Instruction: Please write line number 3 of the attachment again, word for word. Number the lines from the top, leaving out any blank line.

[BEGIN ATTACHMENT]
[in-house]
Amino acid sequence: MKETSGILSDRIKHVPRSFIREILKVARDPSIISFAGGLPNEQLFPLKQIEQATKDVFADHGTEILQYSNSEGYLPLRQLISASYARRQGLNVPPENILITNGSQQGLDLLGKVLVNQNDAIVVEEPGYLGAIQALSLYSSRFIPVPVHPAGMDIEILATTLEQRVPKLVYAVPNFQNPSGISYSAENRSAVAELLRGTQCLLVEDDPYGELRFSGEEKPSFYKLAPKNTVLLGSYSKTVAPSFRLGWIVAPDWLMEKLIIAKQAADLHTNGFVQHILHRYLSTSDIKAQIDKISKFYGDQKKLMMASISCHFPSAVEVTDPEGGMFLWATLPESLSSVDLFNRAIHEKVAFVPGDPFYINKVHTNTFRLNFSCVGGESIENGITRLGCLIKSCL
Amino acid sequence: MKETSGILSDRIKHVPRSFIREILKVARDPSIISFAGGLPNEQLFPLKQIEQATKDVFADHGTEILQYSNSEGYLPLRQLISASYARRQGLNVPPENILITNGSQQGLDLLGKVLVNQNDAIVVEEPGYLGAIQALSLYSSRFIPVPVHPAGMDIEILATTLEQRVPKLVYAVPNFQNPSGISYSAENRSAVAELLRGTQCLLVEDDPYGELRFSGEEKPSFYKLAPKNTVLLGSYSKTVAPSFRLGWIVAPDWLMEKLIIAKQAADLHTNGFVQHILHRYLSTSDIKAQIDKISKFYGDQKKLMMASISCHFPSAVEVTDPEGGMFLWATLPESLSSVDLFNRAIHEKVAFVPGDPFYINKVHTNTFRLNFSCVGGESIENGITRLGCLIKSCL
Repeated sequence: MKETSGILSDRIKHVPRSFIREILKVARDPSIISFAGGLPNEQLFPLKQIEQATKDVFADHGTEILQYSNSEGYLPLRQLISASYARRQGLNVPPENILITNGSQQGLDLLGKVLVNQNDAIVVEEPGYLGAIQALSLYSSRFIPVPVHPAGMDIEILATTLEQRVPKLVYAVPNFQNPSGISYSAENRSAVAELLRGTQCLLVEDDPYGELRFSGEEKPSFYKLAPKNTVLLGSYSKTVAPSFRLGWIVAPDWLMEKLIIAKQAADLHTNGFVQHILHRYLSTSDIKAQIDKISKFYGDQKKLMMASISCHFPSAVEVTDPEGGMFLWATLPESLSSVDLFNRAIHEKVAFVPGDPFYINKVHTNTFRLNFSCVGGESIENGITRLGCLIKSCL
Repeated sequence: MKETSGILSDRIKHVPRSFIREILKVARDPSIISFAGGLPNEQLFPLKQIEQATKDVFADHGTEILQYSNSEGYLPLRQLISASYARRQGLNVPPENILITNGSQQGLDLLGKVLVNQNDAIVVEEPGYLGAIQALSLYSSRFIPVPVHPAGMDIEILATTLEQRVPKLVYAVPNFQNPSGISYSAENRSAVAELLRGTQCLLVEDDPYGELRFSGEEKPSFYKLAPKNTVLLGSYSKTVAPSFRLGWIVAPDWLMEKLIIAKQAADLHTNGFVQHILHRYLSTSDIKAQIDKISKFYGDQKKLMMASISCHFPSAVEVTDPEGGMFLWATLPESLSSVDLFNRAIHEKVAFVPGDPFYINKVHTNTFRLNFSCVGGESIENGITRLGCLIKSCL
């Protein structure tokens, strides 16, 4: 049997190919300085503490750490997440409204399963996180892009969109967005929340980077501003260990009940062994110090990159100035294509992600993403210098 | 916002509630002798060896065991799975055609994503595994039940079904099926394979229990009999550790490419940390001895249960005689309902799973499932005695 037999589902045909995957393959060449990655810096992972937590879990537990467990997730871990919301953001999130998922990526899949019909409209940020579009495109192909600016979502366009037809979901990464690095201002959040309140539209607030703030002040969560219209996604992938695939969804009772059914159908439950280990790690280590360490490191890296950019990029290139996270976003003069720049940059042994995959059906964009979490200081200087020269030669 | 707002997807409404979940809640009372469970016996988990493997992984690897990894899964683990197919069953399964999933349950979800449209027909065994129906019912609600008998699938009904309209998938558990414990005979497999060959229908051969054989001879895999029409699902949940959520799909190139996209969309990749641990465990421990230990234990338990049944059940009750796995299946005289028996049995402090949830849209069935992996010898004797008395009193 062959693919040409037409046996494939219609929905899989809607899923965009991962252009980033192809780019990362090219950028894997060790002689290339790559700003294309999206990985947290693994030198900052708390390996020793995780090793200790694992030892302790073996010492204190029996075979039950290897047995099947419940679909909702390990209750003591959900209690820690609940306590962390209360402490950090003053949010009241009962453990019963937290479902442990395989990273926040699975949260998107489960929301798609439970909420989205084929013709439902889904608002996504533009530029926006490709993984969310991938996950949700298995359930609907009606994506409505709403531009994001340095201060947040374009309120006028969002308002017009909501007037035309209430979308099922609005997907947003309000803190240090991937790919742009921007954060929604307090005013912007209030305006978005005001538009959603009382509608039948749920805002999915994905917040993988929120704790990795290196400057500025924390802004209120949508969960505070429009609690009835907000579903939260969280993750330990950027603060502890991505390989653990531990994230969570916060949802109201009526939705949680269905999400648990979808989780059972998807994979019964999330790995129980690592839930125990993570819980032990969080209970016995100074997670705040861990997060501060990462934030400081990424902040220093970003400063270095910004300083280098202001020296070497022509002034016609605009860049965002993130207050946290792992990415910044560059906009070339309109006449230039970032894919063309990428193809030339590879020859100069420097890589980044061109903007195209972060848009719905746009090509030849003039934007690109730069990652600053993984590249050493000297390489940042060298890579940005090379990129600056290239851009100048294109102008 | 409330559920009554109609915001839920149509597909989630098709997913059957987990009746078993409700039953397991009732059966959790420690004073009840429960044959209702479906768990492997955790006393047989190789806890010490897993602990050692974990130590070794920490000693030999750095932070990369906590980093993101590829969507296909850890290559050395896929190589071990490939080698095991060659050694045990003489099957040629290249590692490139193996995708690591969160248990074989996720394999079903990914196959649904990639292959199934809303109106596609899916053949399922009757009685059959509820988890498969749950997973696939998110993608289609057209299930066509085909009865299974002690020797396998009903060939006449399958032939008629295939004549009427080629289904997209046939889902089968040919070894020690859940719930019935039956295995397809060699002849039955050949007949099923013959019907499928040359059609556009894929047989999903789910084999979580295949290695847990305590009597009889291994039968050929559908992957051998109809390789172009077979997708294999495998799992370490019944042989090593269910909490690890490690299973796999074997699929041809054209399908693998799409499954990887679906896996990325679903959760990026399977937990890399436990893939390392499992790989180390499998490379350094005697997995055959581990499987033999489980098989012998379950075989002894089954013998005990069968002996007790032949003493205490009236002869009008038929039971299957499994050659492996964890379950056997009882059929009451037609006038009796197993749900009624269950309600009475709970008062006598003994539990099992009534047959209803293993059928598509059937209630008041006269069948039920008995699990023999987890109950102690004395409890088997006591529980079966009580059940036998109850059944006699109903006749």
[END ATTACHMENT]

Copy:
Amino acid sequence: MKETSGILSDRIKHVPRSFIREILKVARDPSIISFAGGLPNEQLFPLKQIEQATKDVFADHGTEILQYSNSEGYLPLRQLISASYARRQGLNVPPENILITNGSQQGLDLLGKVLVNQNDAIVVEEPGYLGAIQALSLYSSRFIPVPVHPAGMDIEILATTLEQRVPKLVYAVPNFQNPSGISYSAENRSAVAELLRGTQCLLVEDDPYGELRFSGEEKPSFYKLAPKNTVLLGSYSKTVAPSFRLGWIVAPDWLMEKLIIAKQAADLHTNGFVQHILHRYLSTSDIKAQIDKISKFYGDQKKLMMASISCHFPSAVEVTDPEGGMFLWATLPESLSSVDLFNRAIHEKVAFVPGDPFYINKVHTNTFRLNFSCVGGESIENGITRLGCLIKSCL